3rd Prize CID Video Competition: Sahiti Bonam

CID Video CompetitionCID’s first video competition is now over, and the judges have reviewed all the videos. As a reminder, the instructions were to answer the question “What does intercultural dialogue look like?” in 90-120 seconds, on video.

Sahiti Bonam

Third prize goes to Sahiti Bonam, who is a BA student in Visual Studies at Temple University (USA). Her website provides further information about her, and examples of her work.

 

 

Title: Accent

Description: “Accent is defined as “a distinctive manner of expression” according to the Merriam-Webster dictionary. The idea for this project is to question people whether they have an accent or not. I am using video as my medium for this project in order to capture the visuals and sounds of people saying whether or not they have an accent and to label where they are from. I think the idea of my project can be well reflected through video because it allows the viewer to determine whether an accent is a regional concept or a minority vs majority. As a stylistic choice, the video was taken up close of the participant, where only the mouth and nose were visible. The purpose of this was to be in the gray area of anonymity and identity. The bottom of each clip is the place where the participant is from. Some people in the video were my friends and others were completely random. I wanted to make sure that I didn’t guide or push the answers of the participants, so there would be a diversity in opinion.

From a linguistics perspective, everyone has an accent. This project was inspired by one of the lectures in my Intercultural Communication course, where we watched a documentary called “American Tongues”. The documentary was about the various accents of people in USA. My interest was piqued when some people interviewed in the documentary said that they have an accent, need to change their accent depending on their environment, or believe that they don’t have an accent.

I am interested in this topic because I believe that I do have an accent and that my accent changes depending on who I am with. My accent is influenced by the places I have lived and the people I am with. The change in accent and to be understood is called “code-switching”, which is mainly done so that the accent is standardized for the majority of people to understand you or when you are with a specific background of people.”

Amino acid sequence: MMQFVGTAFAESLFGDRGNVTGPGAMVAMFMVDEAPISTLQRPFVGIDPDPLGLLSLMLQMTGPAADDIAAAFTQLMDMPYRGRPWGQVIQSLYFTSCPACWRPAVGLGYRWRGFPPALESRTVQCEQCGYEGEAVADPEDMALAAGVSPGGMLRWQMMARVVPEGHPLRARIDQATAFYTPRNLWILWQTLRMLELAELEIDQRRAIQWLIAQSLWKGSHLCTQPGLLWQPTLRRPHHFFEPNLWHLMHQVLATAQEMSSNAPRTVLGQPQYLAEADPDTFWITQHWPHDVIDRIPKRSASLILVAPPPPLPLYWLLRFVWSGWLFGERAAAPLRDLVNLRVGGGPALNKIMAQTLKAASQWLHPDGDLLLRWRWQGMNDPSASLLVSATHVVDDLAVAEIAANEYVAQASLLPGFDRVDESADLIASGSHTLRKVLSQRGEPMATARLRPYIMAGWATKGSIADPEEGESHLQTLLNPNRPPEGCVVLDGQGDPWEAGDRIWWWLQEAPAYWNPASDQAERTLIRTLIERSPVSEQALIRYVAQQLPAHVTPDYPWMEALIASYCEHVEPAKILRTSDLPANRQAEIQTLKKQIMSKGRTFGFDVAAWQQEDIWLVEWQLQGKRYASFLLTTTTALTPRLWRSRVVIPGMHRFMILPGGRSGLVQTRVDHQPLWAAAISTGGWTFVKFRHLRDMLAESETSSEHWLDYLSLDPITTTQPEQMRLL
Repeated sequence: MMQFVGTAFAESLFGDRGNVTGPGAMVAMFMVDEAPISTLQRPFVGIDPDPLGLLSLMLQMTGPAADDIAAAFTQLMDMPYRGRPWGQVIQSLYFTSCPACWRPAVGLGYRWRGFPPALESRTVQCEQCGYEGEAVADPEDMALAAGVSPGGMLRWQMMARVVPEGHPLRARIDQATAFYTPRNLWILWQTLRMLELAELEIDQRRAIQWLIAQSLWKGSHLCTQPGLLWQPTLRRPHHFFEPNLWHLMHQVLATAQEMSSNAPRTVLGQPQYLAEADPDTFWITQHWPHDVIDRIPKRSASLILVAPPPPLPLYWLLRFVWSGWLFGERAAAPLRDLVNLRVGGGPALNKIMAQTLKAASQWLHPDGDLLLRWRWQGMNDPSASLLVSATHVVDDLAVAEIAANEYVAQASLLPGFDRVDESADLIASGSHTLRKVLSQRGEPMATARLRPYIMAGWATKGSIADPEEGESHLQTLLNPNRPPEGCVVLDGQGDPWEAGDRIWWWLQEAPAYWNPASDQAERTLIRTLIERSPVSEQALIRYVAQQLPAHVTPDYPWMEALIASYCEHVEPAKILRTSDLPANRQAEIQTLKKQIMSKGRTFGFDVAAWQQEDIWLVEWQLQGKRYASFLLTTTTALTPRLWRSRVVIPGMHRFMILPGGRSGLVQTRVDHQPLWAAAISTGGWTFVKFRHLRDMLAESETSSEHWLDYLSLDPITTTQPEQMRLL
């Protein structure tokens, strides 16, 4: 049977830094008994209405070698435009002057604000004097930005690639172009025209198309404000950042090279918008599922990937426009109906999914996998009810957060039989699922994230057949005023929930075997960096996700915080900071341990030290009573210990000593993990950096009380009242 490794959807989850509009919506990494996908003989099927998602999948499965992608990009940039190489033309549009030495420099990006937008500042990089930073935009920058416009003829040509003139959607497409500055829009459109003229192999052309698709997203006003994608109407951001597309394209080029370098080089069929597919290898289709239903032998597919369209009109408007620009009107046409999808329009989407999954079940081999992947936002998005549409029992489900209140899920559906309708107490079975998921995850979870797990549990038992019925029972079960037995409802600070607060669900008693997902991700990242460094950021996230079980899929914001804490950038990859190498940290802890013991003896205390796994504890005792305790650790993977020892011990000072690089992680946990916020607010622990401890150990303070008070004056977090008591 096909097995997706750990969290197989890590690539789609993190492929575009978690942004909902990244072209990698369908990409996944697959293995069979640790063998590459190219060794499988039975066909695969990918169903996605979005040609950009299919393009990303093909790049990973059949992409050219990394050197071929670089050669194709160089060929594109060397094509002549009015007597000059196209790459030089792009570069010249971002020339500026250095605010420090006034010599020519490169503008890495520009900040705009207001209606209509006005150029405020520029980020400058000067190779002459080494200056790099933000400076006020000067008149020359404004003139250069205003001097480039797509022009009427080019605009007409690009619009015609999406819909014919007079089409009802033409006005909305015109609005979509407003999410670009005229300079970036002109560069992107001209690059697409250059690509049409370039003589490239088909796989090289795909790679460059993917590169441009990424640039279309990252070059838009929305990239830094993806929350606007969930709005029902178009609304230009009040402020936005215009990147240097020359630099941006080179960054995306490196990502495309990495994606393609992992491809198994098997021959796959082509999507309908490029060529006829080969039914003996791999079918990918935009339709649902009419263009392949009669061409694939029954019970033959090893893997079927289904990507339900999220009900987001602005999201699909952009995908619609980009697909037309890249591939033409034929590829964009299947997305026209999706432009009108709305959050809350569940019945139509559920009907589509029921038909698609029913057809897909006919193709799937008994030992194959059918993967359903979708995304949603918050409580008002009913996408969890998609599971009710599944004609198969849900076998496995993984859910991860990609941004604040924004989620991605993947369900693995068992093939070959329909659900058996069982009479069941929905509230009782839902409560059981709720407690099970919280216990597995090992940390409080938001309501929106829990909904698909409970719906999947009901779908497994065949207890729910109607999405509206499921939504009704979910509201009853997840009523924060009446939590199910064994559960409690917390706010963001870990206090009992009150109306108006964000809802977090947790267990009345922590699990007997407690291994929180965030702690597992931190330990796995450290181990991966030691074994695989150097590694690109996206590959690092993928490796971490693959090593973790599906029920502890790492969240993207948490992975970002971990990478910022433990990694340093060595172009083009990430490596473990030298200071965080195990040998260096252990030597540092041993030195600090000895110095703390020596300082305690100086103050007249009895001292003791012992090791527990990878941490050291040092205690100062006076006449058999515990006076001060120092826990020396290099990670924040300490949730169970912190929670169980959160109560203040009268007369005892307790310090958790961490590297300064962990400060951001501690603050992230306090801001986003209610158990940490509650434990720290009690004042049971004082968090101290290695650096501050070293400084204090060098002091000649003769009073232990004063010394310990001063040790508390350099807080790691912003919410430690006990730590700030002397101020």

There were first, second and third place winners, as well as 3 videos that merited awards of excellence. Each of these is being highlighted in a separate post, as they warrant our attention. My thanks to the judges of the competition, professionals who made time to review student videos. Thanks also to all the competitors, who took the time to really think about the question of how to show intercultural dialogue visually.

Wendy Leeds-Hurwitz, Director
Center for Intercultural Dialogue

2nd Prize CID Video Competition: Class 5B

CID Video CompetitionCID’s first video competition is now over, and the judges have reviewed all the videos. As a reminder, the instructions were to answer the question “What does intercultural dialogue look like?” in 90-120 seconds, on video.

Class 5B

Second prize goes to Class 5B, the final year at the School of Arts “Aldo Passoni,” Turin (Italy). Students have 3 main fields of study: Graphic and Editorial Book Design, Industrial Design, and Textile and Fashion Design. Judges praised this video for creativity and originality, as well as for complexity and professionalism, said it was beautifully shot, and particularly mentioned both the music and the use of color.

Title: What does intercultural dialogue look like? It’s InterCOLORal Dialogue!